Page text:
The beauty that surrounds us.
Although my appreciation of native plants dates back over 70 years, I was only vaguely aware of the existence of wild orchids for most of that period. It took a good friend’s graduate research at SUNY College of Environmental Science and Forestry to call my attention to the profusion of species in my immediate territory. Some I discovered were thriving as close to home as the edge of my back yard.
I had, of course, known of the pink lady’s slipper (cypripedium acaule) and that it was a member of this ancient tribe. Unlike most other members, it typically grows in the open woods and blooms early, before the understory leafs out. It is common enough to be quite hard to miss, for those who frequent the spring woods.
The majority of the native orchid family members are notably harder to find. A significant number of species can be found in disturbed environments such as roadside banks, ditches and borrow pits; but are not noticed due to their diminutive size and/or unspectacular appearance. Many of the largest and most spectacular species inhabit bogs and fens, which are far less accessible and less welcoming places to visit. A more critical variable in determining their scarcity is their highly-specialized requirements for propagation. To reproduce successfully they require, in addition to proper light and drainage, very specialized soil conditions, including specific micro-fungi associations. Clearly, only a small number of likely sites can actually support healthy orchid populations.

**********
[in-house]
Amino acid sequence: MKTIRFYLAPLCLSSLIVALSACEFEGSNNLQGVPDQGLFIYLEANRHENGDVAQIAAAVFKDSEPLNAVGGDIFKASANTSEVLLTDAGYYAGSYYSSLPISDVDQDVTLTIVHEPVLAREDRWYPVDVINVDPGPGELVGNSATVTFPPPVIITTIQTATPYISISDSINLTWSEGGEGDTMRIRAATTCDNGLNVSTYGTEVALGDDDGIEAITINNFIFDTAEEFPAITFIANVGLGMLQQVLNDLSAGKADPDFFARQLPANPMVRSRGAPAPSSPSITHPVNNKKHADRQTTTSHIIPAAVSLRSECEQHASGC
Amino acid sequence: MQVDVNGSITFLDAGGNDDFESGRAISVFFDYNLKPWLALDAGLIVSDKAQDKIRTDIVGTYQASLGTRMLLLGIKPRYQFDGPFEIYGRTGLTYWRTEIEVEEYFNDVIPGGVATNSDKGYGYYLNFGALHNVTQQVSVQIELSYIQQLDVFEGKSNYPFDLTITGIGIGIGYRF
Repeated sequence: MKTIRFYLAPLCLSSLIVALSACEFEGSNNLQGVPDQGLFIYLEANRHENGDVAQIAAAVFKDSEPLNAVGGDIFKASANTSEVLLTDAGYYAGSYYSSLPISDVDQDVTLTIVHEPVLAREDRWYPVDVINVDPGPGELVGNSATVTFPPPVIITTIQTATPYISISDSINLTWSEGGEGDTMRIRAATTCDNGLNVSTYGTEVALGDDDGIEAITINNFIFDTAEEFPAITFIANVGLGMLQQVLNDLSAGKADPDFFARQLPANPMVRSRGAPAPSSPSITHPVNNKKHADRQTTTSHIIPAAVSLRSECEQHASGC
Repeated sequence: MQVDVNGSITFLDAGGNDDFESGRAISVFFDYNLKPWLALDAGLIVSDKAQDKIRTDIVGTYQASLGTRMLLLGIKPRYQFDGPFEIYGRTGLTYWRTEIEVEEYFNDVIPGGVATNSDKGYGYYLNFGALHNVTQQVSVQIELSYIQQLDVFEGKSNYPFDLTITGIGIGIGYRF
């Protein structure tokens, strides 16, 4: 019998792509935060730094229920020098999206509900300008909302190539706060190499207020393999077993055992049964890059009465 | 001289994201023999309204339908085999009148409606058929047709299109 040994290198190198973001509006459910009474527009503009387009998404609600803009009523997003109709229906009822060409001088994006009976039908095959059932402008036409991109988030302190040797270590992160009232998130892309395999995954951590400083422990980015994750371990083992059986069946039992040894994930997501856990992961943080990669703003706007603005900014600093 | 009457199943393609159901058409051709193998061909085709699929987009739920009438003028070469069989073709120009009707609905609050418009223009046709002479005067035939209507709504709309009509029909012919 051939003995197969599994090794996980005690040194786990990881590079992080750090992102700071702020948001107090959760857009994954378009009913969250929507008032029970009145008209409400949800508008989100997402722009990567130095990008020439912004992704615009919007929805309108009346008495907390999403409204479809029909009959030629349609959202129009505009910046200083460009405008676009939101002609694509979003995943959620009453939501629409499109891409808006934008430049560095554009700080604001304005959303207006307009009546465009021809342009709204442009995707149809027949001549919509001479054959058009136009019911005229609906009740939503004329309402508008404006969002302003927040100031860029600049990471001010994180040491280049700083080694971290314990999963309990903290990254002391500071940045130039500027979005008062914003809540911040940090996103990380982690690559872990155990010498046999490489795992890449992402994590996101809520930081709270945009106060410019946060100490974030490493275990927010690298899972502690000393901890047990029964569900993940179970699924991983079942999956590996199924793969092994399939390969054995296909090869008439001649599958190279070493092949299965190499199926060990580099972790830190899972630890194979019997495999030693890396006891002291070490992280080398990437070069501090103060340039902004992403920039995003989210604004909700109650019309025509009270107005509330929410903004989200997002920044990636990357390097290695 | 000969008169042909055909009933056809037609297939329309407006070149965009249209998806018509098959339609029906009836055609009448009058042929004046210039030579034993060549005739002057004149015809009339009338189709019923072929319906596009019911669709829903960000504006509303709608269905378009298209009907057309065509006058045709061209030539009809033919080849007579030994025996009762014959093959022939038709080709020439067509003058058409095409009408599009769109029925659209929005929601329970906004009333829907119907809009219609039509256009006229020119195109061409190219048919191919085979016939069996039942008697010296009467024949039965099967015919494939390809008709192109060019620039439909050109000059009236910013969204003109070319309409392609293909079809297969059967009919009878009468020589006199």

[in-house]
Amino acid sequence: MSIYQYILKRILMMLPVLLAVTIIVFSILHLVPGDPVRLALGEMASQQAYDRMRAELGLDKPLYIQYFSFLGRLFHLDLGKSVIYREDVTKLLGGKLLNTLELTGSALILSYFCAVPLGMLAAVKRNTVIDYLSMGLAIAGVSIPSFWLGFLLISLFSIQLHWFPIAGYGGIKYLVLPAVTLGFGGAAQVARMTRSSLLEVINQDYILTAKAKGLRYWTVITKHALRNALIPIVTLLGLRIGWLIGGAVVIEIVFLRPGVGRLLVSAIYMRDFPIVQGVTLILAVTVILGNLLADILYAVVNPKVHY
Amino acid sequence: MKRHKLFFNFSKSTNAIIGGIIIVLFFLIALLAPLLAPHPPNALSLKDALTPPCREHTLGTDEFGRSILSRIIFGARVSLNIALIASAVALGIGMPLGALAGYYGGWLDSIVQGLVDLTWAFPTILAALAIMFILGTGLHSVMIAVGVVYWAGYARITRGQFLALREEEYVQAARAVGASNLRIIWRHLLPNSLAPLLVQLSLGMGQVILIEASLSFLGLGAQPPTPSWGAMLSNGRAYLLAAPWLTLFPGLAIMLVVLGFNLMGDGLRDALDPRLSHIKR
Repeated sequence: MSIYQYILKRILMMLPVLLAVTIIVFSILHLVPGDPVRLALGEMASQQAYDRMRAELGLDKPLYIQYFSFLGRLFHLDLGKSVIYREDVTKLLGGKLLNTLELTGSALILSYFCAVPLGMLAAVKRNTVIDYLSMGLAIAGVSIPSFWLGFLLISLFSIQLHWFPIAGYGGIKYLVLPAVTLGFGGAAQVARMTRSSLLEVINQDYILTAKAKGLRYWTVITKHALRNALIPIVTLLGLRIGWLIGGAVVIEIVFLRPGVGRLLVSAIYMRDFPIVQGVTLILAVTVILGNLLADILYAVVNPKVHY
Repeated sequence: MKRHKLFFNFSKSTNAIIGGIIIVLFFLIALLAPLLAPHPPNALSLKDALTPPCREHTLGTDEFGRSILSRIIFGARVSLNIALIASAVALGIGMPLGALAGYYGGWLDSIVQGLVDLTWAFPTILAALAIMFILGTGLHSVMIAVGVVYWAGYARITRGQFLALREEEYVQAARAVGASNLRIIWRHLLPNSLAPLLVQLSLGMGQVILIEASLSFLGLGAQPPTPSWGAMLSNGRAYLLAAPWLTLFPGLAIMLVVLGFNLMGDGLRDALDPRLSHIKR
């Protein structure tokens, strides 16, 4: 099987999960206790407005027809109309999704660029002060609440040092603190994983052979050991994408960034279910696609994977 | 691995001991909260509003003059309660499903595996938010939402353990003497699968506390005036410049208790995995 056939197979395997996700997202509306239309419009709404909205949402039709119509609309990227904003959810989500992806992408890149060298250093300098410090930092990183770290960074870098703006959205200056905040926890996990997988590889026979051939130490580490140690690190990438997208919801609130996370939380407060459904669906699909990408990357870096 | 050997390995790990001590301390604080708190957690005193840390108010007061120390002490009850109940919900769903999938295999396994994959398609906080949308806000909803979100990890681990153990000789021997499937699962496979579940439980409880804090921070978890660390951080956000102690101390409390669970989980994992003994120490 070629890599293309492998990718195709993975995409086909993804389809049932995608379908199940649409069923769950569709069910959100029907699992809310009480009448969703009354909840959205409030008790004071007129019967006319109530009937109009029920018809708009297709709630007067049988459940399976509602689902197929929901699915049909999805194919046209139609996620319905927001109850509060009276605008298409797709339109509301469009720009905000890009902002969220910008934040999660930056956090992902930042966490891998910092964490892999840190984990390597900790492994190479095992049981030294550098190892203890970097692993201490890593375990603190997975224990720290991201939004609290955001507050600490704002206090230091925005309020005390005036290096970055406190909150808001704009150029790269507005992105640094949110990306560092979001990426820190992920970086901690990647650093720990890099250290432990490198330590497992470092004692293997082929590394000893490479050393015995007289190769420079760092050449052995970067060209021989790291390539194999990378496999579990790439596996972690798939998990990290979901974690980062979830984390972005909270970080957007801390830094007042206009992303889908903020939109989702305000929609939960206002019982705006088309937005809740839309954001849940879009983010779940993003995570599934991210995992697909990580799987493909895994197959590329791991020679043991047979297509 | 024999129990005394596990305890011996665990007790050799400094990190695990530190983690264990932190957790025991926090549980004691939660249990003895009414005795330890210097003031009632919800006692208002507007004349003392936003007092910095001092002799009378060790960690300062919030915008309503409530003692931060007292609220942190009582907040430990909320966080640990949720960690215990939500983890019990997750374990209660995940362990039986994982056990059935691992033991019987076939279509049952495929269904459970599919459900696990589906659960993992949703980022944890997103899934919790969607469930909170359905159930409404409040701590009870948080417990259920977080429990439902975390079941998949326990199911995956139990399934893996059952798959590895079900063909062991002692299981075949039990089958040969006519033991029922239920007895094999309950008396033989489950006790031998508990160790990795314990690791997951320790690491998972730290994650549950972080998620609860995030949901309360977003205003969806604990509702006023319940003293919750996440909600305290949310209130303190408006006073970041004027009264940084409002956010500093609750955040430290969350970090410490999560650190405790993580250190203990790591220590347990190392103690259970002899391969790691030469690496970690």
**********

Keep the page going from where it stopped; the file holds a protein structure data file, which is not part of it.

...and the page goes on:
My friend told me that in the Fall Creek basin he located 28 species, and that the state hosted another 30 or so. He offered to show me some local examples. I jumped at the chance, and thus began many happy years slogging through swamps, bogs and fens searching out these elusive beauties. Along the way I had many wonderful adventures and became acquainted with a small but most interesting group of other passionate wild orchid enthusiasts.
Anyone interested in finding or knowing more about wild orchids should first acquire one of several excellent field guides available online or at your local bookstore. In addition to aiding in identification, one or two of these guides combined with the Internet and your public library will tell you more than you probably want to know about orchid natural history.
The rest is up to you, and it doesn’t come easily. Like most truly worthwhile pursuits, progress can be painfully slow. If, however, you are patient and persistent and become familiar with the places and times orchids grow and bloom, they will slowly begin to show themselves with increased frequency.
For most, just knowing that these very special flowering plants can be found locally is enough. For the few that are bitten by the bug to hunt these beauties, ENJOY.
story and photos by Bard Prentiss